You can’t touch the blue …

Blue, blue, blue, blue, blue …

DIVING DOWN DOWN DEEP INTO THE DEPTHS DOWN DOWN, by Francesca Howard, oil & mixed media on canvas, 3'x3', detail
DIVING DOWN DOWN DEEP INTO THE DEPTHS DOWN DOWN  by Francesca Howard                                               oil & mixed media on canvas,  3′ x 3′,  detail

… don’t you just want to leap headlong into it, to spread your wings and fly though it, to tumble in it over and over, to splash in it, to dream in it, to capture a wisp and take it home, to dive down into its depths, to breathe it in, to float on it while staring up at it, and, if you are me, to live in it?

The Blue Planet

Blue is Freedom beyond our vision – Wonders, Mystery,  the Heavens,  the Oceans.  And even from the heavens the earth is predominately blue – ours is, after all, the Blue Planet.

Blue plays a highly symbolic spiritual role in virtually all world religions past and present.  The belief systems may vary, but the role blue plays within them has a strongly linked purpose,  namely to represent our relationship to the unseen Divine.

Blue is the colour of limitless vistas – of sea and sky; which is where many religions down the centuries have envisioned their gods to be, in the heavens or oceans, or atop mountains so high as to be out of sight.

Blue symbolises eternity, truth, faith, peace, divine contemplation, knowledge, wisdom, compassion, serenity.

And as befits such a powerful colour, it has proved extraordinarily difficult to reproduce.

Lapis Lazuli in its raw form prior to a lengthy process to turn it into Ultramarine paint
Lapis Lazuli in its raw form prior to a lengthy process to turn it into Ultramarine paint
One of the earliest examples of the power of Ultramarine, The breathtaking ceiling of the Scrovegni Chapel, by Giotto compl 1305
One of the earliest examples of the power of Ultramarine, the breathtaking ceiling of the Scrovegni Chapel, by Giotto comp 1305

Blue           did not take its rightful position in Western Art until the late 13C, when the very rare Lapis Lazuli started to appear in Europe.


This intensely blue semi-precious stone could only be mined from one particular area in Afghanistan.  Prior to this, any attempt at blue in art had been watery and ineffectual.  But the Lapis produced such a gorgeously rich blue pigment that it rapidly became a status symbol with a worth greater than gold.  And they named this new blue treasure Ultramarine because it came from across the sea.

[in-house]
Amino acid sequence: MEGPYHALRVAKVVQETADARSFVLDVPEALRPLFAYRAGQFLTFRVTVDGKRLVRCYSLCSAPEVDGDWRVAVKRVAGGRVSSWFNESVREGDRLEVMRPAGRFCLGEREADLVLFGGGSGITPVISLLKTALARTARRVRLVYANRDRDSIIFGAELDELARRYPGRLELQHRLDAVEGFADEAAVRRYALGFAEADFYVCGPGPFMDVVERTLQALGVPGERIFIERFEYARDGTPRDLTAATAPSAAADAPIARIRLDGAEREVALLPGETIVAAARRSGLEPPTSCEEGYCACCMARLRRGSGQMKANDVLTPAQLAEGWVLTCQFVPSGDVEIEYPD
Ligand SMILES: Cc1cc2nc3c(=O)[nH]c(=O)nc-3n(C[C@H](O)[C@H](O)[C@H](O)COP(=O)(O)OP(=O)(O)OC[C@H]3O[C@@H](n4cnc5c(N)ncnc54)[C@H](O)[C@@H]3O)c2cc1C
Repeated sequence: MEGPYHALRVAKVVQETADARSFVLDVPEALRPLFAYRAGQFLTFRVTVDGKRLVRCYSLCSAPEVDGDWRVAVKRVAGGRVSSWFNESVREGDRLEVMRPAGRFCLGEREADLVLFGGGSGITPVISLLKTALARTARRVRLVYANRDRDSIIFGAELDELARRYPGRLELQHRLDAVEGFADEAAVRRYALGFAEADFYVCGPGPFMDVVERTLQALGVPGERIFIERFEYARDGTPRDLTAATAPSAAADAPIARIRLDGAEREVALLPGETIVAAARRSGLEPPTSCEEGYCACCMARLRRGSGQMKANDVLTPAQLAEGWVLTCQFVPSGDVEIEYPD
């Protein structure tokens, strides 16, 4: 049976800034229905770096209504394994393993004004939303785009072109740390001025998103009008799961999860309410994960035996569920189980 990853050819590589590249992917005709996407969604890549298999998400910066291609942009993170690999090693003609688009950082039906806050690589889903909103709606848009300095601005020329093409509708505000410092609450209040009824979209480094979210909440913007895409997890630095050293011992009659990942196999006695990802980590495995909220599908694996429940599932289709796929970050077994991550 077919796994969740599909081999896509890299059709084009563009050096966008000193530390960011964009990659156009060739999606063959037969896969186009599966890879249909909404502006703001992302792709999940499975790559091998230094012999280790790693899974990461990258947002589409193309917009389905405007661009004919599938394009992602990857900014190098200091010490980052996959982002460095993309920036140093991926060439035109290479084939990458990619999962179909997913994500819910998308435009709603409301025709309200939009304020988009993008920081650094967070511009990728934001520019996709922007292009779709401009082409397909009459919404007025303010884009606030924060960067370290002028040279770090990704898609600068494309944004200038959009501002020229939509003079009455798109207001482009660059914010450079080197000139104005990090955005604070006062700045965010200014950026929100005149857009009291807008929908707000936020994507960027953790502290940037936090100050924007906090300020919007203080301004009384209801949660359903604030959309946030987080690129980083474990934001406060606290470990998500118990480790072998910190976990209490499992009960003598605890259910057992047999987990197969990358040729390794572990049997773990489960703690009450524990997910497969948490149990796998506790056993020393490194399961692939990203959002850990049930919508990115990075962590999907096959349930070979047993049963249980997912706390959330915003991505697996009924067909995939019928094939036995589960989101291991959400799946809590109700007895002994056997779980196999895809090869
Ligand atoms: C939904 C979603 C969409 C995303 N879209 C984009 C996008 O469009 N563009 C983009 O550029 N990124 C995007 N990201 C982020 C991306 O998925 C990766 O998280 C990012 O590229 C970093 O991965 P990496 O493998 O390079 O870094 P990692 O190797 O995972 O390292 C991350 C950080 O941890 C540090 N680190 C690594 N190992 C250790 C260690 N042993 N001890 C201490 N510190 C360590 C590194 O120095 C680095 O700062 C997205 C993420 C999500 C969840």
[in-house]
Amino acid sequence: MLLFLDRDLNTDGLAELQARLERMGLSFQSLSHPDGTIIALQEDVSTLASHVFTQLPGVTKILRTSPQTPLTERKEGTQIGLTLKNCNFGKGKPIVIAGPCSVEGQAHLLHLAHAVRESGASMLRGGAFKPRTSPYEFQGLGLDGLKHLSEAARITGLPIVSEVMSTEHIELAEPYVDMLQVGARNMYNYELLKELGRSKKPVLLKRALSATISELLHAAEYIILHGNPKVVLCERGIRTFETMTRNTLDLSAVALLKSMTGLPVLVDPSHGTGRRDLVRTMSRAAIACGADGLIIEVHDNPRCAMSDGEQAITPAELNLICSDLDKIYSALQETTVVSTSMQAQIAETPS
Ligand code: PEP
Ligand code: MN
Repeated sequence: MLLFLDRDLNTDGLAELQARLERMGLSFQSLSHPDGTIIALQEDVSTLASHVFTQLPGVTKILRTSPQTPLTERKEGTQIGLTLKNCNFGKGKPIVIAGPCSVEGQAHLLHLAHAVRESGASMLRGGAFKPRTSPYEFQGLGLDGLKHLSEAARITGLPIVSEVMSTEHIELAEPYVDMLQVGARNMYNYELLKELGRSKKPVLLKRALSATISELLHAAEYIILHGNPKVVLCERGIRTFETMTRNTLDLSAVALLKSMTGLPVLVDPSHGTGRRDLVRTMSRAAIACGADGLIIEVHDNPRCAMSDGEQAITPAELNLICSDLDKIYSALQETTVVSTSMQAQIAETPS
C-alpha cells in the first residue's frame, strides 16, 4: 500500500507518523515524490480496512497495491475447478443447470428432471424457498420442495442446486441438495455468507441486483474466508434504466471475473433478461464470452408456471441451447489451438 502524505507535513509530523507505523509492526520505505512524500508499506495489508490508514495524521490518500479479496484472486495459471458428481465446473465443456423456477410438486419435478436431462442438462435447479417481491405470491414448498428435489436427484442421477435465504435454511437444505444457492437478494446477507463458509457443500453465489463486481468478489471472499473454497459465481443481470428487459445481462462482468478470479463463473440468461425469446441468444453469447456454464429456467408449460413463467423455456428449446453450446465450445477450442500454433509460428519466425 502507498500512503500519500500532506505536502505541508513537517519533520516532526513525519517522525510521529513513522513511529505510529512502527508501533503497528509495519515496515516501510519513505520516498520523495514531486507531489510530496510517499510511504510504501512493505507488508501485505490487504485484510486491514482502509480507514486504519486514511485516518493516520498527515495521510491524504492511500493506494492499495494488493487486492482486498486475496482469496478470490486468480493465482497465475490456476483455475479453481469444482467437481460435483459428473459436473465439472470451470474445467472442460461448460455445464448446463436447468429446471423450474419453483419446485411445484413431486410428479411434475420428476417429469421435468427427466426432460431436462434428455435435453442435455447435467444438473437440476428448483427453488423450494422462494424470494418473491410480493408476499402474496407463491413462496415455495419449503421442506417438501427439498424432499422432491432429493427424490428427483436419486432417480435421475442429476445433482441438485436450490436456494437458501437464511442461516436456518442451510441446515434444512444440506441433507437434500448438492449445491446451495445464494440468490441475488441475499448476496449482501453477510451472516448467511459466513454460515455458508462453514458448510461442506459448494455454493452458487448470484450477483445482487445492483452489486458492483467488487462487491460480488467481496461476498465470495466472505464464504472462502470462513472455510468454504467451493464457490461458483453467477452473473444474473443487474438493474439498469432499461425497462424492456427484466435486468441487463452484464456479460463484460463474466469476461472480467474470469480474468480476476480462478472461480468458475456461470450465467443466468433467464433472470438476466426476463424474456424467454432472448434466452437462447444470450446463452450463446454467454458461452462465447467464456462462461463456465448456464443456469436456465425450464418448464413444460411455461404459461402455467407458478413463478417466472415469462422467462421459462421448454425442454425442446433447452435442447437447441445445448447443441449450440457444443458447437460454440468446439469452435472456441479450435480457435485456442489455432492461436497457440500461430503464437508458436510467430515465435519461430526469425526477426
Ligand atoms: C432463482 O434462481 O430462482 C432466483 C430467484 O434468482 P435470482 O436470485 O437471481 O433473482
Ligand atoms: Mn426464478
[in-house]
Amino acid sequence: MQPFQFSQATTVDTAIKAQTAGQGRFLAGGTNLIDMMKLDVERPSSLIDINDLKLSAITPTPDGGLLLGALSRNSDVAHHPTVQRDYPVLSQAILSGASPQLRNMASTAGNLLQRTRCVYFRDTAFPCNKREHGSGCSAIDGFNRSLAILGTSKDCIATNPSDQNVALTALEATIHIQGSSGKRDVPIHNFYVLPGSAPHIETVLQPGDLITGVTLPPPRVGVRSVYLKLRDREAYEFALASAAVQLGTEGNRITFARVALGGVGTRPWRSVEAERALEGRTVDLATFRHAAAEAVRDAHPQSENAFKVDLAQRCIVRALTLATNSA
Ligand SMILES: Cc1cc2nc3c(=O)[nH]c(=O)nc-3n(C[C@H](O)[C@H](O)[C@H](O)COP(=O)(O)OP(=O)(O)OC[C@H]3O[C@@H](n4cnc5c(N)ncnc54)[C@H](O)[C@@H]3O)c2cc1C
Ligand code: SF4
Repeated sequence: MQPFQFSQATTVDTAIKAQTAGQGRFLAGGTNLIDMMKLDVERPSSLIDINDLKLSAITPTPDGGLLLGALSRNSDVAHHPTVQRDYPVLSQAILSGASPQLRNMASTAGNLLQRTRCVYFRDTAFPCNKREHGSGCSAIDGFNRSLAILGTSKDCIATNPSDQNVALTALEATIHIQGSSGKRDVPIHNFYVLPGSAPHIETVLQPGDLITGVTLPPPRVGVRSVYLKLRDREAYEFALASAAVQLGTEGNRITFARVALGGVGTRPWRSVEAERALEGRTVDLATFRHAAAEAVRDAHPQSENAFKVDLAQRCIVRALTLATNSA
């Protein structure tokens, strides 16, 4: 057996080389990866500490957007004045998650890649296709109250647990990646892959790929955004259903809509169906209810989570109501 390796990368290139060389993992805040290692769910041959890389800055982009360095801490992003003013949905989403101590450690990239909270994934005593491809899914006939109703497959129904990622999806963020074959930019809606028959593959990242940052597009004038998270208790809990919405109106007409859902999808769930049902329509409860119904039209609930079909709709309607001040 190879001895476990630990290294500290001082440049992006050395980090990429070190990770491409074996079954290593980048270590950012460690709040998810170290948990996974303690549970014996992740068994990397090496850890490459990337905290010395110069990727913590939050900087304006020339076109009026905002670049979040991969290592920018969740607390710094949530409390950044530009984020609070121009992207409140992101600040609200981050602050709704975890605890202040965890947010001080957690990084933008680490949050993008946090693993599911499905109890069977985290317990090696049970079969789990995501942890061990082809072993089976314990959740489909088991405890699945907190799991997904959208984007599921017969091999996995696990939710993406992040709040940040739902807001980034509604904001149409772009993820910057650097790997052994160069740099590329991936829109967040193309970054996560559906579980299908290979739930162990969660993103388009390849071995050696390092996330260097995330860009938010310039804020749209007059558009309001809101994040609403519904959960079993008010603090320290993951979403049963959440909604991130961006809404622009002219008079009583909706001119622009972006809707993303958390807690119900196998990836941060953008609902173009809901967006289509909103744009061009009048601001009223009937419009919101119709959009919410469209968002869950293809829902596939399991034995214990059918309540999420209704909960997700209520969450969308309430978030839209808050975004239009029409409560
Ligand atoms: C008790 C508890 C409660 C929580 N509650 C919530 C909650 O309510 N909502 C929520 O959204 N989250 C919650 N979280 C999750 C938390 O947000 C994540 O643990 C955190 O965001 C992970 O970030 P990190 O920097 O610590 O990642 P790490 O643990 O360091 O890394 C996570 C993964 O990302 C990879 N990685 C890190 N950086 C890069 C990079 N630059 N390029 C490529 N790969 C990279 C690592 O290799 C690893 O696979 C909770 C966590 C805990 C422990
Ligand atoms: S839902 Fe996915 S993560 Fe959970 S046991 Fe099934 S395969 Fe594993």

In his series for BBC4, ‘A History of Art in Three Colours’, Dr James Fox makes the thrilling statement, ‘You can’t touch the blue’.  His point is that blue is always the colour that is unattainable.  How true – you can’t touch the sky, the horizon is always beyond our reach, the oceans’ blues disappear in their depths and seawater in a bucket is never blue. You can never hold the blue of sea and sky in your hand or save it in a box for later.

I just love that idea.  We are surrounded above and below by a colour we can never touch.

Whether religious or not, Blue remains unattainable.

Blue, the unreachable colour that clothes our Hopes and brings wings to our Dreams.


  1. Thank you, Francesca, for another beautiful post, and what a wonderful colour to give us. It seems amazing that Giotto could have created that cieling as early as 1305, 699 years ago. I am really enjoying your work. More please (in your own time, of course…)


  2. Interesting as ever. I have always loved the word ultramarine – it makes you feel calm just saying it. And one of the pleasures of living by the sea is that you have days of such blueness that you get swept up by your own possibilities. I wonder why blue is such a ‘safe’ colour – i.e. more men wear blue, I imagine, that any other. Do men think they’re divine?


  3. ‘Wings to our dreams’ now that is a beautiful phrase! I remember loving the moment when the cover was pulled off the swimming pool at school. Although I am a pretty hopeless swimmer, that rippling chlorine blue always makes me think of warm summer days, the smell of new mown grass and the arrival of the swifts. I absolutely love your painting;it’s gorgeous!


  4. ‘Swept up by your own possibilities’, what a wonderful phrase. Thank you. Blue is the world’s favourite colour, so may that’s it, but I think more likely Men do think they are Divine!!


  5. Thank you! I agree – I always love the sight of a swimming pool, especially when free of swimmers. That blue, rather like Giotto’s ceiling, beckons with potential.


  6. How wonderful and mesmerising is blue…This is so beautifully written Francesca, so true that .. ‘blue is freedom beyond our vision.’ Blue uncovering both amazing possibilities and vulnerability.


  7. Thank you, Ms Wolf, for that lovely and most perspicacious comment. I am interested in the vulnerability you mention. The next post will be just about that. You’re way ahead of me!


  8. Well, thank you for reading them both, Caroline – most generous of you. Yes, Vishnu – the blue skin always catches the eye because it is so remarkably not human, I think. Apparently, Vishnu guards over the universe and so his blue skin is a reflection of his limitless powers, just as the sky appears limitless. Good stuff, isn’t it?


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